Floating-Point IP Cores User Guide

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ID 683750
Date 9/13/2021
Public
Document Table of Contents

8.5.1. ALTFP_INV Design Example: Understanding the Simulation Results

The simulation waveform in this design example is not shown in its entirety. Run the design example files in the ModelSim* - Intel® FPGA Edition software to see the complete simulation waveforms.

These figures show the expected simulation results in the ModelSim* - Intel® FPGA Edition software.

Figure 26. ALTFP_INV Simulation Waveform (Input Data)
Figure 27. ALTFP_INV Simulation Waveform (Output Data)

This design example implements a floating-point inverse for single-precision format numbers. The optional input ports (clk_en and aclr) and all four exception handling output ports (division_by_zero, nan, zero, and underflow) are enabled.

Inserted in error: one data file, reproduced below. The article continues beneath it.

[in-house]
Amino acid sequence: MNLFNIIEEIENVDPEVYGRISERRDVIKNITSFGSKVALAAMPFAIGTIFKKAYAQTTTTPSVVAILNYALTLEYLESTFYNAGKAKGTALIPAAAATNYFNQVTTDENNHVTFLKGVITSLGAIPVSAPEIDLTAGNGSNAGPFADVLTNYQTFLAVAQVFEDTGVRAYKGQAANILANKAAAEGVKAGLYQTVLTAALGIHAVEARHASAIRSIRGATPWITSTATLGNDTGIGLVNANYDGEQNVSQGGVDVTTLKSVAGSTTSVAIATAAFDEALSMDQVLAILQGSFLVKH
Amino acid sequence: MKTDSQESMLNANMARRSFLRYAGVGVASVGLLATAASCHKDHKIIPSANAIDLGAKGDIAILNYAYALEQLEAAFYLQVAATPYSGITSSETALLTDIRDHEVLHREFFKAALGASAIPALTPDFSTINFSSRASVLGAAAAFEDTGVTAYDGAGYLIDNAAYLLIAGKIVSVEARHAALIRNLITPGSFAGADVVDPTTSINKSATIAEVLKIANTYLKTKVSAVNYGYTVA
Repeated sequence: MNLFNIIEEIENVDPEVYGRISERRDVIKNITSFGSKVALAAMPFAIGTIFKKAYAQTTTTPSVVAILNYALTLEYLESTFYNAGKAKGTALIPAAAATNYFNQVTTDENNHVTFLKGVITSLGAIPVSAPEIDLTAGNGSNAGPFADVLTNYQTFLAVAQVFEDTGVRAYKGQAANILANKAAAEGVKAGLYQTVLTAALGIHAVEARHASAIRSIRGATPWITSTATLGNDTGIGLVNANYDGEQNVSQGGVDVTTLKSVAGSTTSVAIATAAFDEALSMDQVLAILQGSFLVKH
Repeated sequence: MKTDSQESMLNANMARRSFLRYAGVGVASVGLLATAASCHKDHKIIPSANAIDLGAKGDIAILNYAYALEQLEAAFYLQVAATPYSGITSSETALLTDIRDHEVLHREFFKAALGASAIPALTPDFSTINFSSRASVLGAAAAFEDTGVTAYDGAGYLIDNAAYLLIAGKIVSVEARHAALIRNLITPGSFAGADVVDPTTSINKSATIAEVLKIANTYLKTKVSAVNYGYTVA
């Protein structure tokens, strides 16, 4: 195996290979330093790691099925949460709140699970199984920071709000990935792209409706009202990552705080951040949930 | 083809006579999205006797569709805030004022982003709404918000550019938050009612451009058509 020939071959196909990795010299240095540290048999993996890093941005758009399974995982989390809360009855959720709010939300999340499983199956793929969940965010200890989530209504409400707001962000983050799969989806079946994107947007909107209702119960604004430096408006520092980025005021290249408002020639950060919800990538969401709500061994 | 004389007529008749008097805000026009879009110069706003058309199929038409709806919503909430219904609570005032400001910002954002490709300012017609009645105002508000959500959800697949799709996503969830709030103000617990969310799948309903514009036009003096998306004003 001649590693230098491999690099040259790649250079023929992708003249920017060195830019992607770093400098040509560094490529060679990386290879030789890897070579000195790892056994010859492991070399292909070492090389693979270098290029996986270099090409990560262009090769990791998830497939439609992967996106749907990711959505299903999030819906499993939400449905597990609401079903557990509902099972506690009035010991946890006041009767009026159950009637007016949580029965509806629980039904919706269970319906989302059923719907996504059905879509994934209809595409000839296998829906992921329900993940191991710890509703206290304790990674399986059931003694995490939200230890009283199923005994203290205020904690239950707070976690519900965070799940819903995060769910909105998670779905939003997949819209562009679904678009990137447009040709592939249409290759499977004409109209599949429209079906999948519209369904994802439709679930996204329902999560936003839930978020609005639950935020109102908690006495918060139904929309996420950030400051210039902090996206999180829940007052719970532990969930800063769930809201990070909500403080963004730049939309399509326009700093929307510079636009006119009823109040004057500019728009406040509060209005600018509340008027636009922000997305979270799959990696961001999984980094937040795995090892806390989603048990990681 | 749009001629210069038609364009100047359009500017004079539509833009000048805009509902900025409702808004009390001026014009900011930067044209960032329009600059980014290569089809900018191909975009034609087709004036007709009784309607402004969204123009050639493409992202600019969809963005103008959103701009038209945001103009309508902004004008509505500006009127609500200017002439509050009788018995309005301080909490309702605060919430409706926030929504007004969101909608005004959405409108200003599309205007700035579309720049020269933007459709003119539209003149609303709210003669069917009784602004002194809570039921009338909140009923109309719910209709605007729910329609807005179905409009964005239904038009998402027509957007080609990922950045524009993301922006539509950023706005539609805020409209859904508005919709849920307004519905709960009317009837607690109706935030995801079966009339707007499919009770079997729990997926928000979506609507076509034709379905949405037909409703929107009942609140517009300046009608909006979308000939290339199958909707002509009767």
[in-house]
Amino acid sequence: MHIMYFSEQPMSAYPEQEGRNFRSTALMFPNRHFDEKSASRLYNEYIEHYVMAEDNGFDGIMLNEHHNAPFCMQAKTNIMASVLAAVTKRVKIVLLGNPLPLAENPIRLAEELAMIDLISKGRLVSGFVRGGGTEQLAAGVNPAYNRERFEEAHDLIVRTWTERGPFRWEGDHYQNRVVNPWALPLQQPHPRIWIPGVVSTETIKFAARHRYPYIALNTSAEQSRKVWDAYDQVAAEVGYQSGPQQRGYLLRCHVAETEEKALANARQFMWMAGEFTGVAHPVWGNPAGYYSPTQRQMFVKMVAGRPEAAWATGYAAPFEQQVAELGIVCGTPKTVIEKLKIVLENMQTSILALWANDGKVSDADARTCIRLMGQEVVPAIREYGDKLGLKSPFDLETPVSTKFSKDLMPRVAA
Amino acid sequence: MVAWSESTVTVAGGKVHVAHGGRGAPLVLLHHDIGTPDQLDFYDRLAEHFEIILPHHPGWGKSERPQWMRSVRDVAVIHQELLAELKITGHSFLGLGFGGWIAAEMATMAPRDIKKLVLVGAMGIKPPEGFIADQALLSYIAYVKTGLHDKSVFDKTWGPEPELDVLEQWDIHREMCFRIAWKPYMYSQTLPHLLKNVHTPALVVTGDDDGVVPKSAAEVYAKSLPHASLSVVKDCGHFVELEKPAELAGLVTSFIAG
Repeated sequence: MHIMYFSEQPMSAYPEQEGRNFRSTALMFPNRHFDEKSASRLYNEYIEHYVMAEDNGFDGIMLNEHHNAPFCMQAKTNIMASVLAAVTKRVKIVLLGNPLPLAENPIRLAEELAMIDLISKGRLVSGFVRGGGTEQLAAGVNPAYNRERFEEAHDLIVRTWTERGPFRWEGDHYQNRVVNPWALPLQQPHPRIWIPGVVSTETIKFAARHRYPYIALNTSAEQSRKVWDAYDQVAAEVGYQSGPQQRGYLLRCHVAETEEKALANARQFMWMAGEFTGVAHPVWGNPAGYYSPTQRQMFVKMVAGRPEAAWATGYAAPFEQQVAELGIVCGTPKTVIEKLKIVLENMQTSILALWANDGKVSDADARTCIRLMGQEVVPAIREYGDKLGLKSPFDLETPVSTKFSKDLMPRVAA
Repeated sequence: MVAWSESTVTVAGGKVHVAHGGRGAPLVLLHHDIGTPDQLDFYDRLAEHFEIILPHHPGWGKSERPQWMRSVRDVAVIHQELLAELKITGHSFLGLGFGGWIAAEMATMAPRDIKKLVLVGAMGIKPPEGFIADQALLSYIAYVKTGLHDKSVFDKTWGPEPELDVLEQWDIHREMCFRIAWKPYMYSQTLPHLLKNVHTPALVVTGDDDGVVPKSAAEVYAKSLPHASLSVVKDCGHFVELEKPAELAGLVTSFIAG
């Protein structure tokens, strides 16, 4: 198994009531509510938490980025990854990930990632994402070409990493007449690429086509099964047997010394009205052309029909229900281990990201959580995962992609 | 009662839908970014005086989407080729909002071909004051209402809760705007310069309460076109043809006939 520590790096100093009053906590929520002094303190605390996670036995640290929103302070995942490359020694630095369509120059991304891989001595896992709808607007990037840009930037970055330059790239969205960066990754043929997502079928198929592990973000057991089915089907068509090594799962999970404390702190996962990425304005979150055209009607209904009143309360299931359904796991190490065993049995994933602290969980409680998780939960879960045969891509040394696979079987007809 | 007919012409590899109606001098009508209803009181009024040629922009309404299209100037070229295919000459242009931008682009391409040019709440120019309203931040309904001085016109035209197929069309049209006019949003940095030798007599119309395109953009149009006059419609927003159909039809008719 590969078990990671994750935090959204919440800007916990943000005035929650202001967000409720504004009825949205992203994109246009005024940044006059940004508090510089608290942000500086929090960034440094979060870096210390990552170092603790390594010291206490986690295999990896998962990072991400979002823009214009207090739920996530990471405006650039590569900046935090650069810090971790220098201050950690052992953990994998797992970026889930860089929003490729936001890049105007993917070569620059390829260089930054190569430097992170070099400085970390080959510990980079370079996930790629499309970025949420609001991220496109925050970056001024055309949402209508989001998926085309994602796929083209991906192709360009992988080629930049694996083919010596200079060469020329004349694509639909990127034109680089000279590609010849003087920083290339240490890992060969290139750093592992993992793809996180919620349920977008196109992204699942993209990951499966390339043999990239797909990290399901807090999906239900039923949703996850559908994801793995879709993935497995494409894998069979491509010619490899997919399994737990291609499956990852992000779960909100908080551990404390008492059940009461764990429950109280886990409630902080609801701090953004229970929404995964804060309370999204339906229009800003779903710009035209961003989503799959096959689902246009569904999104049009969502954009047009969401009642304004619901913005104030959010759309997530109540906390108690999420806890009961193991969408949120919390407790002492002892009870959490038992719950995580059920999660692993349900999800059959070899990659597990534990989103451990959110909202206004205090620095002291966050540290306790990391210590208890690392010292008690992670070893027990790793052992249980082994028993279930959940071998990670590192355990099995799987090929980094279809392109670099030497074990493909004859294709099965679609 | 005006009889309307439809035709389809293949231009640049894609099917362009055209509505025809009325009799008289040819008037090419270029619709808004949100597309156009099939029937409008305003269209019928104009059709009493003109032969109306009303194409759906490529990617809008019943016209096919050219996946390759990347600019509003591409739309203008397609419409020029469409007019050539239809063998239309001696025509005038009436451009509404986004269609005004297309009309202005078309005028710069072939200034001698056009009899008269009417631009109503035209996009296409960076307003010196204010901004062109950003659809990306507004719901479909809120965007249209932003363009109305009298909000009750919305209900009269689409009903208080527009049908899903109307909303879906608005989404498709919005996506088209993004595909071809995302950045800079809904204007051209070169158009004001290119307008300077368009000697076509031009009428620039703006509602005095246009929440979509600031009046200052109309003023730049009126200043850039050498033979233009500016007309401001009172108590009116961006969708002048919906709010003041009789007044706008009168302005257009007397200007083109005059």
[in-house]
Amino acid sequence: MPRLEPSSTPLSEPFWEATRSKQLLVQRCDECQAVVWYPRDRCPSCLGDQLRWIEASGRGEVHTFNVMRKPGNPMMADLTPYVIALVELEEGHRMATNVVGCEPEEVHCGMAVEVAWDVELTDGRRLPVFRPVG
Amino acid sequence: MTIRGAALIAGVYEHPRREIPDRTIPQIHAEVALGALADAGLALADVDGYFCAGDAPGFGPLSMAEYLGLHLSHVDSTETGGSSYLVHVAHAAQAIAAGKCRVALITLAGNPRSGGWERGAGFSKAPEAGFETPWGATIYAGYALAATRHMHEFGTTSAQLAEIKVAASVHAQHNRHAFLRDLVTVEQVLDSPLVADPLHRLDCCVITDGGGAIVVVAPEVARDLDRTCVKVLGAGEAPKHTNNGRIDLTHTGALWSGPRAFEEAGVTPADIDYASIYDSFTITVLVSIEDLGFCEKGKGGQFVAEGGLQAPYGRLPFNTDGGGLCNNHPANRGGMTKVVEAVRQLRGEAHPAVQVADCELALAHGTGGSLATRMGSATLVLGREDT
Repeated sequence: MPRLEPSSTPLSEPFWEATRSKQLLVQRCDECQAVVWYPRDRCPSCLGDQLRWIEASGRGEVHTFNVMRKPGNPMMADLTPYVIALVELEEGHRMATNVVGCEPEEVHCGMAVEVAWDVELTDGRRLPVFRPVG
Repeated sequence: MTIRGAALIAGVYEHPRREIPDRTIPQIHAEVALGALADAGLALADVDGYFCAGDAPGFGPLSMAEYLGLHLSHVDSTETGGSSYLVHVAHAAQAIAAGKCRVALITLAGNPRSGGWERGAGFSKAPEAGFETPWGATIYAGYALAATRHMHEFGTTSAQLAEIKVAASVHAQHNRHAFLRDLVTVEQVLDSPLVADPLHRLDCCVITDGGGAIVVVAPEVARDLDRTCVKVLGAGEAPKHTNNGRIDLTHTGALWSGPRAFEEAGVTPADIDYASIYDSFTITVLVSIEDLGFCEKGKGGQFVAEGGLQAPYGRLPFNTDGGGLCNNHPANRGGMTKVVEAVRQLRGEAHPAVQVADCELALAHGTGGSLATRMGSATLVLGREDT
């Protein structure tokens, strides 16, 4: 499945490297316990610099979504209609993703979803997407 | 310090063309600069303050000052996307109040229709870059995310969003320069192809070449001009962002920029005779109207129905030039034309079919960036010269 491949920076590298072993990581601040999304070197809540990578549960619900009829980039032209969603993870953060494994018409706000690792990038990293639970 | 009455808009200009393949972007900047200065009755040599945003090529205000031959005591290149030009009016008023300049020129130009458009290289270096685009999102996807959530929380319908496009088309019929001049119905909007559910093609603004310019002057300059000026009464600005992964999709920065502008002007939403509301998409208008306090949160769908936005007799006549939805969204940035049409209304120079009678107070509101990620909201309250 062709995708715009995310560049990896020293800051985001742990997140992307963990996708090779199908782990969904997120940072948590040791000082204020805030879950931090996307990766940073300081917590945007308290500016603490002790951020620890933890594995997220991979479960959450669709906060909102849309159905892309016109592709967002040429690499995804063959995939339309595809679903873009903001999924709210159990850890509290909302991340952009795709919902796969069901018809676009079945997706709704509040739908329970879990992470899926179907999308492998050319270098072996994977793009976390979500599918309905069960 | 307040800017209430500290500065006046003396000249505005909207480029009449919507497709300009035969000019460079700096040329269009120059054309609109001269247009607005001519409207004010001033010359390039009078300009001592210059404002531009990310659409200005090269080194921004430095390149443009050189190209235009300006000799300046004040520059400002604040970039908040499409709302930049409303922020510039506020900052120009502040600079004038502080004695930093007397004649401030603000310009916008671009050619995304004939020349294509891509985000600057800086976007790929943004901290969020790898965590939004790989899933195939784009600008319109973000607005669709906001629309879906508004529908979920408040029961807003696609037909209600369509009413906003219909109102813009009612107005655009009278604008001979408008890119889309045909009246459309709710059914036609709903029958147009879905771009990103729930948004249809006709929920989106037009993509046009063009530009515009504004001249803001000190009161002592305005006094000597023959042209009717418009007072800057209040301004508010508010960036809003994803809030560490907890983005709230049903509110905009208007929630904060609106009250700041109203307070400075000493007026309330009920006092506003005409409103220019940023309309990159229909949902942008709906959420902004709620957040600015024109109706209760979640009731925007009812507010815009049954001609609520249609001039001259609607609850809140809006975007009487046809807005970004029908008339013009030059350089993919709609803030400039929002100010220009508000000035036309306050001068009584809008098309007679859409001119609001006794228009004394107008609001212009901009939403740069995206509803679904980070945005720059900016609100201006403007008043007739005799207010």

The latency is fixed at 20 clock cycles; therefore, every inverse operation outputs results 20 clock cycles later.

This table lists the inputs and corresponding outputs obtained from the simulation in the waveforms.

Table 47.  Summary of Input Values and Corresponding Outputs
Time Event
0 ns, start-up data[] value: 34A2 E42Fh

Output value: An undefined value is seen on the result[] port, which is ignored. All values seen on the output port before the 20th clock cycle are merely due to the behavior of the system during start-up and should be disregarded.

97.5 ns Output value: 4A49 2A2Fh

Exception handling ports: division_by_zero deasserts

The inverse of a normal number results in a normal value.

10 ns data[] value: 7F80 0000h

This is an infinity value.

107.5 ns Output value: 0000 0000h

Exception handling ports: zero asserts

The inverse of an infinity value produces a zero.

60 ns data[] value: 7FC0 0000h

This is a NaN.

157.5 ns Output value: 7FC0 0000h

Exception handling ports: nan asserts

The inverse of a NaN results in a NaN

70 ns data[] value: 0000 1000h

This is a denormal number.

167.5 ns Output value: 7F80 0000h

Exception handling ports: nan deasserts, division_by_zero asserts

Denormal numbers are forced-zero values, therefore, the inverse of a zero results in infinity.

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